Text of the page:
Crocodrile is an illustration of a very stylized 3D Disney character designed by Samuel Suarez.

The main inspiration from the illustration is the sense of naughtiness and the overall storytelling that’s illustrated. Every time I look at it, I recall a lot of childhood memories. Therefore, I want to captured that emotion and deliver the story to the audience.

Research & Reference board:

Before jumping into all the craziness and fun stuff, a reference board is something I liked to have first, even just a little research will help to make a clear idea of what the approach is. As you can see most of my reference are related to each other, more towards stylized, Disney type!

ZBrush Modeling

Before I start to block up the character with Zsphere, I use See-through in my ZBrush UI to see my reference board and concept art. I make use of my reference board as much as possible in order to understand the design and character of the sculpt. Once I’m sculpting I make sure everything sculpted is symmetrical, this step is rather important as it determines the overall perspective scale of the character.

Remember the concept is not going to give you a very accurate perspective but the goal is to achieve as close to it as possible. Depending on whether if you are doing the character for just quick concept purpose or an animation. In my case is to showcase the concept but if you’re planning to rig it you might want to sculpt it in a “T” pose.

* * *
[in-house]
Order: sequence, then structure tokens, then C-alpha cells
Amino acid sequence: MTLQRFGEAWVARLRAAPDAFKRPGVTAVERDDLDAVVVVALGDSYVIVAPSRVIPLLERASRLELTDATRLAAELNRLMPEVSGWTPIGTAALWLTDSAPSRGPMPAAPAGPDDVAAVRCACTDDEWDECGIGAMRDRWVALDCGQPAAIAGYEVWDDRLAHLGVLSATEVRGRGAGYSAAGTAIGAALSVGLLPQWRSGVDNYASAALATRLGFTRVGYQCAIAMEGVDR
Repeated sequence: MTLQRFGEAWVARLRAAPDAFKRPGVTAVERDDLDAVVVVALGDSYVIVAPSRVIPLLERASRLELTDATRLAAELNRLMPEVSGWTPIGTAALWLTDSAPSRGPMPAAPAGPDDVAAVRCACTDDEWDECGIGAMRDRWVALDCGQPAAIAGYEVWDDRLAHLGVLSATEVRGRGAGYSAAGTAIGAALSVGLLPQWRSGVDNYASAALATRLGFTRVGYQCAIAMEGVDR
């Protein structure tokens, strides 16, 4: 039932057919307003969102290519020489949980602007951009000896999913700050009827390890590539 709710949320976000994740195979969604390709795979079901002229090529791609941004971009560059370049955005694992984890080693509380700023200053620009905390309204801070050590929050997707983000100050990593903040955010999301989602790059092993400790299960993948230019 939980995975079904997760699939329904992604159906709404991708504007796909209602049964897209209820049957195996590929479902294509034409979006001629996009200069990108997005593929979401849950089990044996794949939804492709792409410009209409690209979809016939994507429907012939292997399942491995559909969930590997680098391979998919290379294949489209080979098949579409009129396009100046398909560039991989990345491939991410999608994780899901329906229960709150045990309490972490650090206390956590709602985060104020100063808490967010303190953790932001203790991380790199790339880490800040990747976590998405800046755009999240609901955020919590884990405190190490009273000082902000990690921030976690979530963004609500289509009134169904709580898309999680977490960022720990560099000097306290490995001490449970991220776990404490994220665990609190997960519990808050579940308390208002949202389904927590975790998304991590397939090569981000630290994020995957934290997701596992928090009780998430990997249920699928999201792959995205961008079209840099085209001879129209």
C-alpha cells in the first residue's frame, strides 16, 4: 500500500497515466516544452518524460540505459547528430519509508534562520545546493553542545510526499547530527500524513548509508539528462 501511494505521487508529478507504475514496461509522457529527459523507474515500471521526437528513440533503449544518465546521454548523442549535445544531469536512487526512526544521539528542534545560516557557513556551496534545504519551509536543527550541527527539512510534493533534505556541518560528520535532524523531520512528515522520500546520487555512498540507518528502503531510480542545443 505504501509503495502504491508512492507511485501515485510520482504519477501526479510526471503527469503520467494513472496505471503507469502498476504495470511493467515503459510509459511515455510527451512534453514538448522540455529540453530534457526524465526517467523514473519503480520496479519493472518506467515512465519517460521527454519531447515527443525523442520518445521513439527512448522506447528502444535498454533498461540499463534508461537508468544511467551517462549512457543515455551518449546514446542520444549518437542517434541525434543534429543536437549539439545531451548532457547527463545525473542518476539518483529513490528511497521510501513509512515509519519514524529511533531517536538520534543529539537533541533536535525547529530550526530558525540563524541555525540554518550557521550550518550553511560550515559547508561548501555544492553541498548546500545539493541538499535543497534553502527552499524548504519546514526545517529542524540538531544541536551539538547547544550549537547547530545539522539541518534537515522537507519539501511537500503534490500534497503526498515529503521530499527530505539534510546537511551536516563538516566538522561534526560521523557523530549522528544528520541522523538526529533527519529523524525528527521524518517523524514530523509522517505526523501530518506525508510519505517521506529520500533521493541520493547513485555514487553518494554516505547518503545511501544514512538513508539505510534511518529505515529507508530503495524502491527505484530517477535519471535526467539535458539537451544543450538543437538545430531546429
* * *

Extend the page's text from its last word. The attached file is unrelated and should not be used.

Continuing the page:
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Make Adaptive Skin & Retopo

Once I’ve got a rough mesh for my model, I increase the polygon division with the adaptive skin feature and did a rough sculpting to get the details on the mesh then export it as an .OBJ format to retopo it in Maya.

the goal with stylized characters is to maintain a balance of realism and stylized

I’m liking to use the Maya quad draw tool (it’s more user friendly), combining with the live mode so that the polygon created can snap immediately on the high poly ZBrush model. Make sure you have no pesky Ngons in the new mesh created in Maya, and make Quad wireframes as much as possible. The process of retopo helps to decrease your file size, especially with a cleaner mesh, ZBrush can then calculate the model more accurately.

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Details Projections & Sculpting

Next is to project the details back onto the cleaner mesh and refine the sculpt. I try to maintain the details on the skin and keep the model between a stylized and less realistic looking, therefore I didn’t really go too crazy for the realistic crocodile skin texture or the birds leather, I keep everything subtle and then poly paint it over in ZBrush. As the goal with stylized characters is to maintain a balance of realism and stylized.

Next is to project the details back onto the cleaner mesh and refine the sculpt. I try to maintain the details on the skin and keep the model between a stylized and less realistic looking, therefore I didn’t really go too crazy for the realistic crocodile skin texture or the birds leather, I keep everything subtle and then poly paint it over in ZBrush. As the goal with stylized characters is to maintain a balance of realism and stylized.